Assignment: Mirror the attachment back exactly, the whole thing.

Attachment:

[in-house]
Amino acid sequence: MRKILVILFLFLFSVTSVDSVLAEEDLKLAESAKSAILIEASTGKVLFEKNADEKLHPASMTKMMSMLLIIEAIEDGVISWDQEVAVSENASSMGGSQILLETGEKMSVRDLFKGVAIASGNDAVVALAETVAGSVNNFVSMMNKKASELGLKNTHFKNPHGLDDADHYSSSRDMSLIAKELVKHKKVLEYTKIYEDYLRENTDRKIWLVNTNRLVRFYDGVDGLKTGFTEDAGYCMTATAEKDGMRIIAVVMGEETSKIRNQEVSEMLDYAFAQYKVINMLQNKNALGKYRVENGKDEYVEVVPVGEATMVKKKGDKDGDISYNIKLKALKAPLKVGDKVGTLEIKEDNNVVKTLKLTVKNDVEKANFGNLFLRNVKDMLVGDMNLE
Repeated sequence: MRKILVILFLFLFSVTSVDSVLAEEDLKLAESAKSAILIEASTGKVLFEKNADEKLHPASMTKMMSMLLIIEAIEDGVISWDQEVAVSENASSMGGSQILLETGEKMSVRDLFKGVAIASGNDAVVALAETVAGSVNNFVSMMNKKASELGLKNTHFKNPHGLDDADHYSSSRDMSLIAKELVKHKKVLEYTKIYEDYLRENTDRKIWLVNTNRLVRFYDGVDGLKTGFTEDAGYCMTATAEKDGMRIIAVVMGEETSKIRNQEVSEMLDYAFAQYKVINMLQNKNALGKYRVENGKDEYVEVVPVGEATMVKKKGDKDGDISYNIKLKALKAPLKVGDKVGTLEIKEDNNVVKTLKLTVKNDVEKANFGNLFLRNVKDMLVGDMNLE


[in-house]
Amino acid sequence: MRKILVILFLFLFSVTSVDSVLAEEDLKLAESAKSAILIEASTGKVLFEKNADEKLHPASMTKMMSMLLIIEAIEDGVISWDQEVAVSENASSMGGSQILLETGEKMSVRDLFKGVAIASGNDAVVALAETVAGSVNNFVSMMNKKASELGLKNTHFKNPHGLDDADHYSSSRDMSLIAKELVKHKKVLEYTKIYEDYLRENTDRKIWLVNTNRLVRFYDGVDGLKTGFTEDAGYCMTATAEKDGMRIIAVVMGEETSKIRNQEVSEMLDYAFAQYKVINMLQNKNALGKYRVENGKDEYVEVVPVGEATMVKKKGDKDGDISYNIKLKALKAPLKVGDKVGTLEIKEDNNVVKTLKLTVKNDVEKANFGNLFLRNVKDMLVGDMNLE
Repeated sequence: MRKILVILFLFLFSVTSVDSVLAEEDLKLAESAKSAILIEASTGKVLFEKNADEKLHPASMTKMMSMLLIIEAIEDGVISWDQEVAVSENASSMGGSQILLETGEKMSVRDLFKGVAIASGNDAVVALAETVAGSVNNFVSMMNKKASELGLKNTHFKNPHGLDDADHYSSSRDMSLIAKELVKHKKVLEYTKIYEDYLRENTDRKIWLVNTNRLVRFYDGVDGLKTGFTEDAGYCMTATAEKDGMRIIAVVMGEETSKIRNQEVSEMLDYAFAQYKVINMLQNKNALGKYRVENGKDEYVEVVPVGEATMVKKKGDKDGDISYNIKLKALKAPLKVGDKVGTLEIKEDNNVVKTLKLTVKNDVEKANFGNLFLRNVKDMLVGDMNLE